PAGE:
New Zealand’s best en­gi­neers recog­nised with fel­low­ships

DEMM Engineering & Manufacturing - - NEWS -

Twenty New Zealand en­gi­neers have been recog­nised for their sig­nif­i­cant con­tri­bu­tions to the en­gi­neer­ing pro­fes­sion be­ing named as Fel­lows and Dis­tin­guished Fel­lows by En­gi­neer­ing New Zealand.

In to­tal, seven­teen en­gi­neers have been awarded Fel­low­ships, and three have been made Dis­tin­guished Fel­lows, demon­strat­ing their sig­nif­i­cant con­tri­bu­tion and role in ad­vanc­ing the en­gi­neer­ing pro­fes­sion. The new Fel­lows’ work spans a broad range of en­gi­neer­ing prac­tice, from in­no­va­tive new tech­niques such as us­ing ar­ti­fi­cial in­tel­li­gence to ex­tract in­for­ma­tion from mi­cro­scopic images or im­prov­ing the na­tion’s seis­mic re­silience by ad­vo­cat­ing for bet­ter earth­quake en­gi­neer­ing.

Peter Smith, Bob Hodg­son and Ja­nis Swan have been made Dis­tin­guished Fel­lows.

Peter Smith was recog­nised for his out­stand­ing con­tri­bu­tion to struc­tural en­gi­neer­ing, par­tic­u­larly his with the New Zealand So­ci­ety for Earth­quake En­gi­neer­ing, as an in­de­pen­dent spe­cial­ist for the Royal Com­mis­sion into the Can­ter­bury earth­quakes and as the pub­lic face of the Kaik­oura earth­quake, ex­plain­ing tech­ni­cal sub­jects sim­ply and clearly to me­dia.

Bob Hodg­son is a recog­nised ex­pert in im­age pro­cess­ing, in­for­ma­tion, hu­man fac­tors and sys­tems en­gi­neer­ing. His academia ca­reer in­cludes a strong record in re­search and de­vel­op­ment, in­ter­ac­tion with in­dus­try, schol­ar­ship and teach­ing, and ad­min­is­tra­tion and aca­demic lead­er­ship in en­gi­neer­ing and tech­nol­ogy.

Ja­nis Swan has been a cham­pion for qual­ity en­gi­neer­ing ed­u­ca­tion and the en­gi­neer­ing pro­fes­sion. She has held lead­er­ship roles with the Meat In­dus­try Re­search In­sti­tute of New Zealand and the Univer­sity of Waikato, be­com­ing the first woman to be ap­pointed As­so­ci­ate Dean En­gi­neer­ing in 2005. She sits on the Earl Fel­low­ship Trust Board and runs the trust’s schol­ar­ship pro­gramme to at­tract young women into en­gi­neer­ing. In 2009 Ja­nis re­ceived a Royal Hon­our for her ser­vice to en­gi­neer­ing.

En­gi­neer­ing New Zealand Chief Ex­ec­u­tive Su­san Free­man- Greene says this year’s new Fel­lows and Dis­tin­guished Fel­lows have a wealth of ex­per­tise and knowl­edge in the in­dus­try.

“This year’s co­hort are the top of the en­gi­neer­ing pro­fes­sion, and are be­ing recog­nised for their con­tri­bu­tion to the in­dus­try. These ta­lented lead­ers of the en­gi­neer­ing sec­tor work tire­lessly to make New Zealan­ders’ lives bet­ter for our com­mu­ni­ties through their con­tri­bu­tions to in­fra­struc­ture and tech­nol­ogy.”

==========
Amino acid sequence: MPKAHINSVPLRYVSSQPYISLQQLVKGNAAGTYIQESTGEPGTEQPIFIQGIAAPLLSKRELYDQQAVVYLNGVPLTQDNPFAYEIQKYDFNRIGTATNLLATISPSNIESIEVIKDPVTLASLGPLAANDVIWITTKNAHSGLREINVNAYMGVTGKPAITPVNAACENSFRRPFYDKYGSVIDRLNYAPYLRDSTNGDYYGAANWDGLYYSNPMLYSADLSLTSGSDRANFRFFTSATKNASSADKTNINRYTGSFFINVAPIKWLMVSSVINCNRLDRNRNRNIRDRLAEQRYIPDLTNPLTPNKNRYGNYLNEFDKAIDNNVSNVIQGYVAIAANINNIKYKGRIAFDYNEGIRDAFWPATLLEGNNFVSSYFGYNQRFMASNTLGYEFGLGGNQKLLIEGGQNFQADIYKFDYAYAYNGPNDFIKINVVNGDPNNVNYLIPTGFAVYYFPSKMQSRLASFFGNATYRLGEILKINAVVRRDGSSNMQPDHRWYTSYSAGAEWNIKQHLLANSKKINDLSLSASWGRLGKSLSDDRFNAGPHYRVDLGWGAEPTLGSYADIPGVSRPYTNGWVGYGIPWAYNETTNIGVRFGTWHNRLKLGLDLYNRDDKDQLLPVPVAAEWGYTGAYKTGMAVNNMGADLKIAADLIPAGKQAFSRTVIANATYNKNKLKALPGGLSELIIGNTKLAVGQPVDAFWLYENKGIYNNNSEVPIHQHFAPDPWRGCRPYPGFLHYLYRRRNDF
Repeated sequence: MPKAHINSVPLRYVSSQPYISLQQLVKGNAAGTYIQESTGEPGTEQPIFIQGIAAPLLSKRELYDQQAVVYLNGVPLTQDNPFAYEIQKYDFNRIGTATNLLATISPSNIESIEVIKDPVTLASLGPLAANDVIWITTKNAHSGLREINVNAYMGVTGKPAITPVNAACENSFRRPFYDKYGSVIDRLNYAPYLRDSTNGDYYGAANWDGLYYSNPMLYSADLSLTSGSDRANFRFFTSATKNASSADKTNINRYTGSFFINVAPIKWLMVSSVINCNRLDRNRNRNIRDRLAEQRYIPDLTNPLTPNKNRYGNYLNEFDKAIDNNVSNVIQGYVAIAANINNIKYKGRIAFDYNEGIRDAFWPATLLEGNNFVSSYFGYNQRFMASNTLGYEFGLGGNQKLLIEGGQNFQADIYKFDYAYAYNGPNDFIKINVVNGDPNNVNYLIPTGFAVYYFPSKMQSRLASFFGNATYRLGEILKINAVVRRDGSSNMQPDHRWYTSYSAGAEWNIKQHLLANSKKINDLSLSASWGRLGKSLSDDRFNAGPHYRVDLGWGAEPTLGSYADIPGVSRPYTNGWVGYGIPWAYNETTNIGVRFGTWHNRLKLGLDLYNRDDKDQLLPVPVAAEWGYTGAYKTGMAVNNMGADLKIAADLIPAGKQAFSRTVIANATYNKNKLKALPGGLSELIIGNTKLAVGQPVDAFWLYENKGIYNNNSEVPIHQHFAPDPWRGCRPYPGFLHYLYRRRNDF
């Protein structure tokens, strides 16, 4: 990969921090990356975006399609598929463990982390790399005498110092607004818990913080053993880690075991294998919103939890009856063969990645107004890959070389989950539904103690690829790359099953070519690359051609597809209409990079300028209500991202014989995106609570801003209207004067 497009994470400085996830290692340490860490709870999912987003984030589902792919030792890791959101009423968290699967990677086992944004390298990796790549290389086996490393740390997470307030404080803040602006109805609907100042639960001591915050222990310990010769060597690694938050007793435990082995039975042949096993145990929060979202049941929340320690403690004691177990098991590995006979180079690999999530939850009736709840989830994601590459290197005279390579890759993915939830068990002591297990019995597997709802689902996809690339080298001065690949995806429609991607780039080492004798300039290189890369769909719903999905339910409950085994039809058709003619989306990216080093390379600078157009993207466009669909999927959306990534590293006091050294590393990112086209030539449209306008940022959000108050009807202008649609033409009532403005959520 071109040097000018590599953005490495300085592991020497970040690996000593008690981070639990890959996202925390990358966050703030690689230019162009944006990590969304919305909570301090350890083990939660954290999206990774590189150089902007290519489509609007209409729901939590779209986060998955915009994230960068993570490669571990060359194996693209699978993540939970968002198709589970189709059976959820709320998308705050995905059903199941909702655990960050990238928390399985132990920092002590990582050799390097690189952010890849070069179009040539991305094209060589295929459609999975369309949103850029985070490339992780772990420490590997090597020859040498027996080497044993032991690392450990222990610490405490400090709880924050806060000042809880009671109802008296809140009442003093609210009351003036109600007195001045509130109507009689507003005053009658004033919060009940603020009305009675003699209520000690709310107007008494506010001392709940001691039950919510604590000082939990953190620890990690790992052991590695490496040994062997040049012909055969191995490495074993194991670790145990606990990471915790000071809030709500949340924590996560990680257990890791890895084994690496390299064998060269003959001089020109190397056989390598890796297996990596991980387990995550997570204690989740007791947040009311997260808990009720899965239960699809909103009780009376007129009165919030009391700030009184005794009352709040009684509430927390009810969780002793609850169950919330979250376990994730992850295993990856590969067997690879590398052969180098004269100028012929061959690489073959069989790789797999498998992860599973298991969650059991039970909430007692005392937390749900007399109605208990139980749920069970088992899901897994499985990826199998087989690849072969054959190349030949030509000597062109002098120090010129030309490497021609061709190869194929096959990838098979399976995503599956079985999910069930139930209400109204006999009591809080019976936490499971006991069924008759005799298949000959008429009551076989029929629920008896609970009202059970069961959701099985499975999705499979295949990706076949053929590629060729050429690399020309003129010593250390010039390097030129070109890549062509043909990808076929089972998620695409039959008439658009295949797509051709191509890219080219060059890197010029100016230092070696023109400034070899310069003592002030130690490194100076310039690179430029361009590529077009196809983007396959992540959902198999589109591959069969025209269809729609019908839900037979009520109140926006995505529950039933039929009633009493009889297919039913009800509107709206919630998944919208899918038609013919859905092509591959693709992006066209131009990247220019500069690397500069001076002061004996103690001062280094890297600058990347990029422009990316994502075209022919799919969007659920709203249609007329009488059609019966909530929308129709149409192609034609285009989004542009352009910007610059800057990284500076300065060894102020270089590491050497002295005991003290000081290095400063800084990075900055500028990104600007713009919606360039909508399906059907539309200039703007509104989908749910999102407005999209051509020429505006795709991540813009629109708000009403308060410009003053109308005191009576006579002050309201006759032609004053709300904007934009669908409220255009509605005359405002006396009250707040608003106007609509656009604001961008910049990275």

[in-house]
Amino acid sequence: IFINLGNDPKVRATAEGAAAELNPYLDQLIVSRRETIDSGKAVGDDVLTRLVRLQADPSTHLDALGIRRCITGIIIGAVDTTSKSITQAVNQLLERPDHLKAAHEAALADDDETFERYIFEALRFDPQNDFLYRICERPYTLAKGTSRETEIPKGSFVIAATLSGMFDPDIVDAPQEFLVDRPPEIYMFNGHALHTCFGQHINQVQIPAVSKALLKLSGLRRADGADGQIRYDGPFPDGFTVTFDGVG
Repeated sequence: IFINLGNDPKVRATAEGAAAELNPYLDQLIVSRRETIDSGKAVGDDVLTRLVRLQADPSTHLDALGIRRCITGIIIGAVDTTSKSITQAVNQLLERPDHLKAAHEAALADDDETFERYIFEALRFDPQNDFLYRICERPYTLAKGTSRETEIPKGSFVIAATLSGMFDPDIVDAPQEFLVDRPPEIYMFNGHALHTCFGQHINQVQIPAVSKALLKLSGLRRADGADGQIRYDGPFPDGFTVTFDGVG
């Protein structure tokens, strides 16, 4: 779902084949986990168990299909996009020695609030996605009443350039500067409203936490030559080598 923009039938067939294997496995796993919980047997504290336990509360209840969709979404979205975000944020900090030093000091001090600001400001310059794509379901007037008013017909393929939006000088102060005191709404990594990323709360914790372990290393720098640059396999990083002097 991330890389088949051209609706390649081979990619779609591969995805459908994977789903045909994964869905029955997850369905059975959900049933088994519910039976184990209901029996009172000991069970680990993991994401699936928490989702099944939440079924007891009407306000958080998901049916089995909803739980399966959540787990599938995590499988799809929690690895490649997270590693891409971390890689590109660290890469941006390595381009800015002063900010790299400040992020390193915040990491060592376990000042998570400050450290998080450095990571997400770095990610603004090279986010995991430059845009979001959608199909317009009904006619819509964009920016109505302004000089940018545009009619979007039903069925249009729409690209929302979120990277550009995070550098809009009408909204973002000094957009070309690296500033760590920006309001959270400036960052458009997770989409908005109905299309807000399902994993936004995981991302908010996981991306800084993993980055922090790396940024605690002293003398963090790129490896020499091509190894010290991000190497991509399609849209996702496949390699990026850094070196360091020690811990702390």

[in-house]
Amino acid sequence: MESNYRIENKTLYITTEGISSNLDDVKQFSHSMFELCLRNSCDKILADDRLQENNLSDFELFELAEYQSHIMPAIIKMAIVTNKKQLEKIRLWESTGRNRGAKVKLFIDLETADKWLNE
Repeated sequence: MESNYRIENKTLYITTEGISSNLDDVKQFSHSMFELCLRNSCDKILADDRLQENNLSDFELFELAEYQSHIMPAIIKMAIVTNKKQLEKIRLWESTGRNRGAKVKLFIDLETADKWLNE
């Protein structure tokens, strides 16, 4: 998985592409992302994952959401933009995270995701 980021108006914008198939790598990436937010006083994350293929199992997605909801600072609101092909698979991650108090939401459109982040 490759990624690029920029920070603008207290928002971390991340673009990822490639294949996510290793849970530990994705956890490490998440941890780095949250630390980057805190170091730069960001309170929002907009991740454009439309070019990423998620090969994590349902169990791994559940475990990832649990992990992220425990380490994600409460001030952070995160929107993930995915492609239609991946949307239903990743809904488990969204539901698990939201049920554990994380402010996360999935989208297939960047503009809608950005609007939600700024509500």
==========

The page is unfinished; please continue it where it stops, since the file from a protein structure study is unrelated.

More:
Peter Smith has made an out­stand­ing con­tri­bu­tion to struc­tural en­gi­neer­ing and en­gi­neer­ing prac­tice. He has held lead­er­ship roles in the Struc­tural En­gi­neer­ing and Tim­ber De­sign So­ci­eties, and is cur­rently Pres­i­dent of the New Zealand So­ci­ety for Earth­quake En­gi­neer­ing. He has rep­re­sented En­gi­neer­ing New Zealand and the pro­fes­sion on nu­mer­ous Stan­dards Com­mit­tees and ad­vi­sory bod­ies. Dur­ing 2011 and 2012, Smith was en­gaged by the Royal Com­mis­sion into the Can­ter­bury Earth­quakes to pro­vide in­de­pen­dent spe­cial­ist struc­tural en­gi­neer­ing ad­vice, and has sub­se­quently been on En­gi­neer­ing Ad­vi­sory Pan­els for MBIE. He has also con­tributed to en­gi­neer­ing prac­tice through his work with the Con­sult­ing En­gi­neers Ad­vance­ment So­ci­ety (CEAS), the As­so­ci­a­tion of Con­sult­ing En­gi­neers, and had a six- year term on the Board of En­gi­neer­ing New Zealand.

Dur­ing his 40 years in pri­vate prac­tice, Smith has men­tored a large num­ber of young en­gi­neers, both within Spencer Holmes Lim­ited and the wider En­gi­neer­ing Pro­fes­sion, many of whom are now en­gi­neer­ing lead­ers in New Zealand and in­ter­na­tion­ally. Smith has been an un­selfish ad­vo­cate for the En­gi­neer­ing pro­fes­sion con­sis­tently through­out his ca­reer. He be­came the pub­lic face for en­gi­neers fol­low­ing the Kaik­oura earth­quake, en­gag­ing with the me­dia and ex­plain­ing com­plex tech­ni­cal con­cepts sim­ply and clearly.


Bob Hodg­son is a recog­nised ex­pert in im­age pro­cess­ing, in­for­ma­tion, hu­man fac­tors and sys­tems en­gi­neer­ing. Hodg­son’s im­pres­sive academia ca­reer in­cludes a strong record in re­search and de­vel­op­ment, in­ter­ac­tion with in­dus­try, schol­ar­ship and teach­ing, and ad­min­is­tra­tion and aca­demic lead­er­ship in en­gi­neer­ing and tech­nol­ogy. Hodg­son served as the Head of In­sti­tute In­for­ma­tion Sci­ences and Tech­nol­ogy at Massey Univer­sity from 1998 to 2005, and as Di­rec­tor of the Massey school of En­gi­neer­ing and Tech­nol­ogy from 2005 to 2007. He was a found­ing mem­ber of the New Zealand Coun­cil of En­gi­neer­ing Deans.

In ad­di­tion to his aca­demic work, Hodg­son was in­volved in a start- up sci­ence and en­gi­neer­ing com­pany that has won world­wide recog­ni­tion for us­ing AI to ex­tract in­for­ma­tion from mi­cro­scopic images. He has